Galaxy Invader 1000 Screenshot
Galaxy Invader 1000

Grandstand took the basic format of Galaxy Invader and ramped it up to 10 with Astro Wars, with it’s multi-coloured VFD display, 5 column play area and unique magnified lens. The action was also suitably turbo-charged, with the speed and volume of enemies on screen increasing to a frenetic level, putting the maximum score of 9999 well out of reach of all but the most dedicated players. There was also a novel docking station level, similar to that on arcade game Moon Cresta (at least that’s what I remember) to introduce some variation in the gameplay.Compared to the handhelds of today, Astro Wars was slightly less than portable, and heavy too given it was powered by 4 “D” batteries, so this is probably better described as a tabletop rather than a handheld. As with all of these early units, the play was fairly repetitive, given that it was hard wired in both hardware and software terms to support only one game.I’ve become a big collector of Grandstand handhelds, having examples of most of the games released in my collection, and today you can still find good examples on ebay. The games are robust, but tend to suffer from being left in the loft with batteries in, and from the VFD display giving out, which is pretty much game over as they cannot be replaced.

I will be looking to cover a number of these fantastic machines in the coming months, but for me Astro Wars will always be the greatest.

Legend of Zelda : Links Awakening DX

The Best Handheld Zelda Game Ever?

I’m very fond of the original Gameboy, which was a classic Nintendo product, using existing technology in a novel way, and focusing on addictive gameplay rather than flashy hardware. The software for the Gameboy could however be a bit hit and miss, with many games being rushed onto the market, and not translating particularly well to the format.

Legend of Zelda : Link's AwakeningNintendo already had a great series in the Zelda games, starting on the NES and continued on the SNES, and a huge fanbase. It was only a matter of time before a Zelda game was released on the Gameboy, and when the first game was announced, there was a massive level of interest.

In 1993, The Legend of Zelda : Links Awakening was released to an expectant public. I bought this game at the airport on the way to Tenerife, with a view to playing on the, or the odd moment between beers by the pool. I had heard about the Zelda series, but having never played any of the games (something I have since addressed) I was not sure what to expect.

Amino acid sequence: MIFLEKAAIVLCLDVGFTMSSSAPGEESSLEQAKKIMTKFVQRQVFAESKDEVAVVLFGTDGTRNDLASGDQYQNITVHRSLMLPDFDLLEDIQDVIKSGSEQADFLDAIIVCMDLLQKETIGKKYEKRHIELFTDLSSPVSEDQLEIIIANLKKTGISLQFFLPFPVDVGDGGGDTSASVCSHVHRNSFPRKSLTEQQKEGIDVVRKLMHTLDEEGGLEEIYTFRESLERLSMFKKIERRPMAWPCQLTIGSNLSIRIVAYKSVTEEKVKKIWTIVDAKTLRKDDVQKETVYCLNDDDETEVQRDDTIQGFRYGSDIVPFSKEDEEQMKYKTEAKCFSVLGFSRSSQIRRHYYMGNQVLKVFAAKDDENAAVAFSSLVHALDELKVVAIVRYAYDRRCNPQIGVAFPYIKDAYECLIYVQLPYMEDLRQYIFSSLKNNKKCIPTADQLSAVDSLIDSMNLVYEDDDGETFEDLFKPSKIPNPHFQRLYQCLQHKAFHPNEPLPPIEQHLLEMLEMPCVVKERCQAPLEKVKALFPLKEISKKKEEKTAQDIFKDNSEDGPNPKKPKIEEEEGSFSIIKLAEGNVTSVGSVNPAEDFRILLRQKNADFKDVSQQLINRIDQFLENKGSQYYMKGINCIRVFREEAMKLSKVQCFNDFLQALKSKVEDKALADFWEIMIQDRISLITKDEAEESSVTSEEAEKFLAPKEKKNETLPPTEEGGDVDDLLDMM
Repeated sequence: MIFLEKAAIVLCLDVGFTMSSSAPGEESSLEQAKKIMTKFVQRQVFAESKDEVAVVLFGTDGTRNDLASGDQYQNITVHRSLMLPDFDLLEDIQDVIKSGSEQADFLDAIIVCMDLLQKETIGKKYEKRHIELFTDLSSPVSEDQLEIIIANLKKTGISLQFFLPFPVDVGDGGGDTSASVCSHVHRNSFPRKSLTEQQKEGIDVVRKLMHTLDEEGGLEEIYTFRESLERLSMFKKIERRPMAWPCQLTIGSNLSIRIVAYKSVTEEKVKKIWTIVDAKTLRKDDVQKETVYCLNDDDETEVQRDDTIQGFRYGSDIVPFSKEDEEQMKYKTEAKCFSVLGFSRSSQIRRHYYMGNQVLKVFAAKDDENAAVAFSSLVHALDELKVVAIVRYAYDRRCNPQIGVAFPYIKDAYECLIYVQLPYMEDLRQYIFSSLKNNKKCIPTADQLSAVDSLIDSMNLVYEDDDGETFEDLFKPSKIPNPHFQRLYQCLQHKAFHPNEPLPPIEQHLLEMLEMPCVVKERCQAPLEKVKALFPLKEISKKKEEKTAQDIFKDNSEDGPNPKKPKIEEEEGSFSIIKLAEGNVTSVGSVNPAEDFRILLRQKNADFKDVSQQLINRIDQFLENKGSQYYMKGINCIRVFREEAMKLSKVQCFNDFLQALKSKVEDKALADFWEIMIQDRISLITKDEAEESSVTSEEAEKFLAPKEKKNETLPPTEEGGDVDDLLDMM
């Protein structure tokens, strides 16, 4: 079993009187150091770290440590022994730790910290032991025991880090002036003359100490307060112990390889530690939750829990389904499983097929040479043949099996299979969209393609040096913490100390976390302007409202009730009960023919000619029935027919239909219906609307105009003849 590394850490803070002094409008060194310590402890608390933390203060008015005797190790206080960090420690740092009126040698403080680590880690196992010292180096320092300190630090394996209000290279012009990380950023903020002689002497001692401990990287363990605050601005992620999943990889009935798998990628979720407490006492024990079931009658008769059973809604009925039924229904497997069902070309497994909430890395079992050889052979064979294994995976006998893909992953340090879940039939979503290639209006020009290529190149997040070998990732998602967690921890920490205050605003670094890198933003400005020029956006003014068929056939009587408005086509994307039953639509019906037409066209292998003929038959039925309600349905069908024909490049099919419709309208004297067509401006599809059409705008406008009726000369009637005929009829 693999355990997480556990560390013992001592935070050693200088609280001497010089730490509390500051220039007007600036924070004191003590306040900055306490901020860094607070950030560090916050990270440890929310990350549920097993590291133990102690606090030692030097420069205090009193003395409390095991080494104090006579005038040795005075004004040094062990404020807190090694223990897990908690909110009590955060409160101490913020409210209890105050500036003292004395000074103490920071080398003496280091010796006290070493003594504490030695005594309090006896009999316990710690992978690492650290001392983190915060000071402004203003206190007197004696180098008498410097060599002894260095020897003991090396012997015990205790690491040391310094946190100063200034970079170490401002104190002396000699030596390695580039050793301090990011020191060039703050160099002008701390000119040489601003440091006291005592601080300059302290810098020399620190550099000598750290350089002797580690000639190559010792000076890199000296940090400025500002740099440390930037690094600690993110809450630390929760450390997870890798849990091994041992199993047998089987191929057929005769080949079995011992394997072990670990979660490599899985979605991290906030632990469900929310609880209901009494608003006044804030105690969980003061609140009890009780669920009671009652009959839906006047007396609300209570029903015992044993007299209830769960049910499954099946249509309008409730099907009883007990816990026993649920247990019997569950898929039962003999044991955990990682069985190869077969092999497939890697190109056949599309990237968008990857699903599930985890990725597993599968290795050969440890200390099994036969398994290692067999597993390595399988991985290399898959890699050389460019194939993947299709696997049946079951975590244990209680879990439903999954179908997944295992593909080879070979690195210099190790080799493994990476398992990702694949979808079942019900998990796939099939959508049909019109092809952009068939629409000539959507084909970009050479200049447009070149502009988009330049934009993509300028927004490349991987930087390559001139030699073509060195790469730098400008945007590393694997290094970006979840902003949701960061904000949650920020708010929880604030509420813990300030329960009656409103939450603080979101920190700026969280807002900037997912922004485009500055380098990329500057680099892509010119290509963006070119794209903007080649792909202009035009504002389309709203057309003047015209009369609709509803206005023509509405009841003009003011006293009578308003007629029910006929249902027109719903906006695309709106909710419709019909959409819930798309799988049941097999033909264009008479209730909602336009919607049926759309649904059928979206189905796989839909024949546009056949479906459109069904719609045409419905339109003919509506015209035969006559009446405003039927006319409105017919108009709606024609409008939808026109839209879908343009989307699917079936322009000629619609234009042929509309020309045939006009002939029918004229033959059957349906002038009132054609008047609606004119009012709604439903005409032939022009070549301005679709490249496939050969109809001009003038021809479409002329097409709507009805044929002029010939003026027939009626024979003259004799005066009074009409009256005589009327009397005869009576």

[amazon asin=B004JHY3Z8&template=iframe image]Slotting the small grey cartridge into the small grey handheld, you were immediately immersed into the world of Link, and I’m not sure I actually put the Gameboy down for 2 weeks.

As hero link, waking up on a desert island, you have to find 8 magical instruments to wake the mysterious windfish and escape.  The game itself was an overhead scrolling action-RPG, and many of the classic Zelda features are there, including puzzles, dungeons, bosses, weapons and gadgets, bombs, chests, rupees, secret tunnels and side quests.  It also had great music and effects for such a limited handheld console.

More than anything it had that magical ingredient that made you want to keep playing, to battle through the puzzles in each dungeon to the Boss level, and to unlock the next special power or piece of equipment, that would allow you to enter previously inaccessible areas.

Legend of Zelda : Link's Awakening DX5 years later, and having long ago put away my original Gameboy, Ninteno introduced an updated version of the game for it’s current platform the Gameboy Colour.  Taking the original game, Nintendo used the colours available to introduce new puzzles, and also the ability to take screenshots for printing on the new Gameboy Printer.  Playing this game again brought it all back to me, just hearing the music at the start of the game and I was back in Tenerife.

My son is now the biggest Zelda fan in the house, and he has the latest 3DS, and is looking forward to getting hold of the Occarina of Time.  I’m not sure about all the 3D effects, but I know I shall be giving this a try when he has gone to bed to see if the magic is still there.